UrbFarm.jpgI have been linking to stories about urban farming more frequently, and it has been an interest since Milo first posted this during our second year living in India. A resource I have for staying attuned is the Urban Farm podcast. The most recent episode is about one of the pioneers of organic farming, and depending on your interests may be worth a listen. The images in the video above will help you decide whether listening to the podcast is a good investment of time. Click the image of the book, which he talks about in this episode, to go to the publisher’s description and click the banner immediately below to go to the farm’s website:

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OrgGrow

Eliot has over fifty years’ experience in all aspects of organic farming, including field vegetables, greenhouse vegetables, rotational grazing of cattle and sheep, and range poultry. He is the author of The New Organic GrowerFour-Season Harvest,The Winter Harvest Handbook and an instructional workshop DVD called Year-Round Vegetable Production with Eliot Coleman – all published through our friends at Chelsea Green.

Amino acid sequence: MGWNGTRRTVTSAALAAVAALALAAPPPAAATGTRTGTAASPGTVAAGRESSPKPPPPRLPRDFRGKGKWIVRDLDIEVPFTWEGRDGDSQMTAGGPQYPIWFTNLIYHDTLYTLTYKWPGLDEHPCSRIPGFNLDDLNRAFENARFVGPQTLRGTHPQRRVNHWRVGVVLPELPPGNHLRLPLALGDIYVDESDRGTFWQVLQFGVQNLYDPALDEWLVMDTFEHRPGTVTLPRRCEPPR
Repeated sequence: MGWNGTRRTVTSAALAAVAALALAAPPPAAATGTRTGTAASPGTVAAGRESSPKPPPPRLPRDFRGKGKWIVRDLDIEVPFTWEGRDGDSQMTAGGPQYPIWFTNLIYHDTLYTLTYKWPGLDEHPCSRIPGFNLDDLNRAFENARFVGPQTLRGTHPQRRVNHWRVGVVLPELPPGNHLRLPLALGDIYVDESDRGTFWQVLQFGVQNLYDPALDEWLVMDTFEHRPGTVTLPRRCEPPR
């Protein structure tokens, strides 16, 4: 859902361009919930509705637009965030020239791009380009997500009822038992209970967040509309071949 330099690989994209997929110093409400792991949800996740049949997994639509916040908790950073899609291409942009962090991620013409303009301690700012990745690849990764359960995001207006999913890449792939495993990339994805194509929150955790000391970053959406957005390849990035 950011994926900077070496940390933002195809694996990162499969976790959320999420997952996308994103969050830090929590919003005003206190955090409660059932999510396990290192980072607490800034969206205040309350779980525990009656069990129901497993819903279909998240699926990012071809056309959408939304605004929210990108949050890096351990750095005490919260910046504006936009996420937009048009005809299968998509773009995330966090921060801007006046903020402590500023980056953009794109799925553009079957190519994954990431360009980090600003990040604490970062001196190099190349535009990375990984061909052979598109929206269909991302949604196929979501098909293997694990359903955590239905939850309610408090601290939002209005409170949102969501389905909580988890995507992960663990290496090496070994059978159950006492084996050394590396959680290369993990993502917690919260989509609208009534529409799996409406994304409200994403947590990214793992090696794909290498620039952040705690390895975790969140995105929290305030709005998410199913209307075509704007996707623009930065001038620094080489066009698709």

Eliot and his wife, Barbara Damrosch, operate a commercial year-round market garden and run horticultural research projects at their farm called Four Season Farm in Harborside, Maine.

In This Podcast:

In 1988, Eliot Coleman literally wrote the book on being an organic grower and has been an invaluable resource for organic gardeners and farmers for three decades. He only started growing food because it sounded like an adventure; and he learned how through books and making friends with farmers around the world. We learn who inspired and taught him, how he uses livestock on his farm, how he virtually moved his farm 500 miles to the south for the winter, and more. Continue reading

2018, The Year Food Waste Was Finally Taken Seriously

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Americans throw away 133 billion pounds of food annually. TAZ/WIKIMEDIA COMMONS

This is the time of year, in the days prior to the USA Thanksgiving holiday, when I tend to recall the first time food waste, one of the oddest of plagues, came to my attention. Thank you Meg. And thanks to Yale e360 for reporting this heartening news:

In the first 10 months of 2018, investors poured $125 million into U.S. companies whose mission is to prevent food from going to waste, according to a new report.

ReFED, a non-profit dedicated to drastically cutting the amount of food that becomes spoiled or is wasted in the U.S., said that the investments spanned a wide variety of companies focusing on new technologies, software, and business-to-business solutions. They include Apeel Sciences, which received $70 million in private financing to produce a natural second skin to extend the life of produce; Food Maven and Full Harvest, each of which received $8.5 million to help businesses sell excess or less visually appealing produce; Spoiler Alert, which helps businesses better manage unsold food inventory; and ReGrained, which makes flour out of spent distillers grains. Continue reading